Apple lifts ban for game emulators on iOS

  • Apple are set to allow emulators to offer games for download on iOS
  • Emulators are used to preserve games, but many publishers fear they’re primarily used by pirates
  • Apple has had to make major changes in the wake of massive legislative changes

Apple is set to make a major change to its app store policies by lifting an effective ban on emulators for iOS. As stated in their latest App Review Guidelines, Emulators are allowed on the platform and can offer games for downloads. However, naturally, they also state these downloads must adhere to all “guidelines and applicable laws”. Regardless of the constraints however this is a major change for Apple.

A game emulator is a program that lets you run a virtual version of another platform. So, for example, you can run a computer program that runs the operating system of something like the Nintendo Entertainment System. You can then run programs called ROMs on these emulators, effectively letting them play titles without physical media or (as publishers seem to fear) without buying them at all.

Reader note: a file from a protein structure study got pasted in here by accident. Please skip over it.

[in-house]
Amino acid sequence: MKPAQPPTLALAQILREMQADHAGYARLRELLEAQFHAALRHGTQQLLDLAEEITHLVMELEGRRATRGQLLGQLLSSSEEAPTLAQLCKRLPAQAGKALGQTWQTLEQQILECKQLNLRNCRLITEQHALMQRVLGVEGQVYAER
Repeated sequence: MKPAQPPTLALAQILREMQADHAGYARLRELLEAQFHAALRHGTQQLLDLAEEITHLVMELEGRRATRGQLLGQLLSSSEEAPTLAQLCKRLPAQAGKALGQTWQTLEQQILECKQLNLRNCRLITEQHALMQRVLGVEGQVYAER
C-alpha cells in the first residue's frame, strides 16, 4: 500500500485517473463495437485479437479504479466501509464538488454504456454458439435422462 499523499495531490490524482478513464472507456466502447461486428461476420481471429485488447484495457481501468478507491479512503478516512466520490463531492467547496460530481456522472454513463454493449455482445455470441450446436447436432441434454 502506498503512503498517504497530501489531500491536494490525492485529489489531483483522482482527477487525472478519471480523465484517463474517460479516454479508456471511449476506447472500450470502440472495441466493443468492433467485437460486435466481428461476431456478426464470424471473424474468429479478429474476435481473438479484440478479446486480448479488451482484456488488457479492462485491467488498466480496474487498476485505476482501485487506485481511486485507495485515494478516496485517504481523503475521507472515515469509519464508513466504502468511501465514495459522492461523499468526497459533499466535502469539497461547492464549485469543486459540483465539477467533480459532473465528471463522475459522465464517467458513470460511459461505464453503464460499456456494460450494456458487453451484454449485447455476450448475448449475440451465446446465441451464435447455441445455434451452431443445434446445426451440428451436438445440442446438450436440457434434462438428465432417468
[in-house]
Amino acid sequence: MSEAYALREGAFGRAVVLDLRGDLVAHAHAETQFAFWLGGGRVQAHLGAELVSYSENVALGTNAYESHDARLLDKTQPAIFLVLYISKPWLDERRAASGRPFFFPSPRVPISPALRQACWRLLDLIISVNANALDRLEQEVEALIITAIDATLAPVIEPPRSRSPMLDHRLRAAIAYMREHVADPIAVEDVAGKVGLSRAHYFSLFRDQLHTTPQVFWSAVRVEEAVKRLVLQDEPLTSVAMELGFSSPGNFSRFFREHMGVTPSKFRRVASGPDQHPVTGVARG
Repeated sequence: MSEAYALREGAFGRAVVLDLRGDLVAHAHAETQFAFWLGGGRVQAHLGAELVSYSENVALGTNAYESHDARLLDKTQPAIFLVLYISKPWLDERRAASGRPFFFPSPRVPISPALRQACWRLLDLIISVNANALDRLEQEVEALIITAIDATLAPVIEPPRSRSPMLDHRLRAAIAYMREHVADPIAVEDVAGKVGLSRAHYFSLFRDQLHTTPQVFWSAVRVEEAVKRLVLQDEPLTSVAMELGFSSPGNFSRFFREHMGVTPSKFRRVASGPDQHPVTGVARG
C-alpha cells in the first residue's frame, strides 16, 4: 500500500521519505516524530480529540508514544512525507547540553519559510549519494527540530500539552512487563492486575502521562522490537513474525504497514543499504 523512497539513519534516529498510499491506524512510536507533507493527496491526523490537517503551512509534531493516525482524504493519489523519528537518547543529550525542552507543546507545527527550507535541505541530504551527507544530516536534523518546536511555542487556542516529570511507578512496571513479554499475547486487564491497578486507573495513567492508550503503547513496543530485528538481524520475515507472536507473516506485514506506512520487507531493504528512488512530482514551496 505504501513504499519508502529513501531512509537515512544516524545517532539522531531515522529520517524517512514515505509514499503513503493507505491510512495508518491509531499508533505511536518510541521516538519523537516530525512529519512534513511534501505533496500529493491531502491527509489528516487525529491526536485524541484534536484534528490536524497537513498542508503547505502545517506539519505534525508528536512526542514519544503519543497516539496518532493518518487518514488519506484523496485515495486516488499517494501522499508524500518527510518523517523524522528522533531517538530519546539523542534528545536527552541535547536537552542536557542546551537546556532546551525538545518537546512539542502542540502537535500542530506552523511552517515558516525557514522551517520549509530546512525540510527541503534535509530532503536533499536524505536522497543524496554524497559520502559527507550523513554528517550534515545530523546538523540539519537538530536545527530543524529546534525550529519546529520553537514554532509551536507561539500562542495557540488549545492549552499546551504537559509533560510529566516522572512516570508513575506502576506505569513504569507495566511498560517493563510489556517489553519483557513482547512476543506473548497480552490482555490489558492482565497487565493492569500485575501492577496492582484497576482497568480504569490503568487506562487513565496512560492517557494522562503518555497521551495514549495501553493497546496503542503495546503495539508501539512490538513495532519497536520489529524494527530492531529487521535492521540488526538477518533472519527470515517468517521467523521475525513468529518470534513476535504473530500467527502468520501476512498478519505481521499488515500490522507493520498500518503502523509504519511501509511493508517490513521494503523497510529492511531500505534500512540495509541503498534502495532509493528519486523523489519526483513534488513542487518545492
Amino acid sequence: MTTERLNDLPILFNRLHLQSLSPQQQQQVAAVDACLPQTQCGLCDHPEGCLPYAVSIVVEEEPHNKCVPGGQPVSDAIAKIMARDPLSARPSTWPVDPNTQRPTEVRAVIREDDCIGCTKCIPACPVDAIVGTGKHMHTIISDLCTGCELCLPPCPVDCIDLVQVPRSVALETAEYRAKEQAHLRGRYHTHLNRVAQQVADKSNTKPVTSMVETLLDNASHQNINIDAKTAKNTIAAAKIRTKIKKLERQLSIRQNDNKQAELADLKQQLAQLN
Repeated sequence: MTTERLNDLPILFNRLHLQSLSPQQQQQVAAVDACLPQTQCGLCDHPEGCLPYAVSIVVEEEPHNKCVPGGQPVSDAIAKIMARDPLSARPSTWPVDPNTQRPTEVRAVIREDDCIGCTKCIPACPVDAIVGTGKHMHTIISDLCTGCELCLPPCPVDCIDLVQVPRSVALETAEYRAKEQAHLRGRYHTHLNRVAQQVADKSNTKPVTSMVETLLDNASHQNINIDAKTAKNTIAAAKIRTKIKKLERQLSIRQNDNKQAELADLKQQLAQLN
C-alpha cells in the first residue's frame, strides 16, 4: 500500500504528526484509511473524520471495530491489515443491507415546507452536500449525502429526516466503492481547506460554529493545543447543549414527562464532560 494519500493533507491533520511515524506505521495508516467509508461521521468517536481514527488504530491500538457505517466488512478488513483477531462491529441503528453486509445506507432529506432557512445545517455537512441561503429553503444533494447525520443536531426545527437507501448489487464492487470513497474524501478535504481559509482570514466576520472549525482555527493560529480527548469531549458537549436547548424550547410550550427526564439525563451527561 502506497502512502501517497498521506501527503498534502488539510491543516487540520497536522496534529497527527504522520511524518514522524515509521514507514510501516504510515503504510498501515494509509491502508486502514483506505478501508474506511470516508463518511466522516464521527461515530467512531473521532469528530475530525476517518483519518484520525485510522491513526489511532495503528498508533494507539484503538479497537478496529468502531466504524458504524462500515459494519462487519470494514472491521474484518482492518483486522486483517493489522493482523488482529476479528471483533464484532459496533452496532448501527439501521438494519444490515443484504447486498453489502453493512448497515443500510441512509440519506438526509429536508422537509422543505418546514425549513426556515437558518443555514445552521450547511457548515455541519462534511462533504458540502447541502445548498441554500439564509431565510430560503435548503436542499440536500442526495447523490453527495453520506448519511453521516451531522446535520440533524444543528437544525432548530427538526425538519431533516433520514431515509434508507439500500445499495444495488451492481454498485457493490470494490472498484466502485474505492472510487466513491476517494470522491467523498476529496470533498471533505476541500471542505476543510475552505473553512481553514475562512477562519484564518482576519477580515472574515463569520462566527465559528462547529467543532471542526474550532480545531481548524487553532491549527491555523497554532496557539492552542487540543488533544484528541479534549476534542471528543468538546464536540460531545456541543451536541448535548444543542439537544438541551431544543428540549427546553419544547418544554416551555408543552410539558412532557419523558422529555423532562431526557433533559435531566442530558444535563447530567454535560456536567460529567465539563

Emulating Apple

So why is Apple doing this now? Well, obviously we need to point to the major changes put in place by the DMA and legislation in the United States that has forced Apple to open their platform to new storefronts. Apple has often been accused of monopolising access to iOS and creating a ‘walled garden’, something they point to as being for user privacy and safety, but others believe is done to stifle competition.

Emulators however are a strange move, considering how notoriously sticky they are. Many players use them for emulating games that otherwise have no discernible means of access, usually out-of-print titles for retro consoles that are exceedingly rare. However, publishers have repeatedly cracked down on them as a means of piracy, something that many major companies like Nintendo have been going after with an increasingly heavy hand.

Whether or not this presents a major change or just some changing technicalities depends on how things develop in the near future. Apple seems to slowly be backing down, and when the first wave of alt-storefronts hits we’ll see just how well, or badly, users receive them.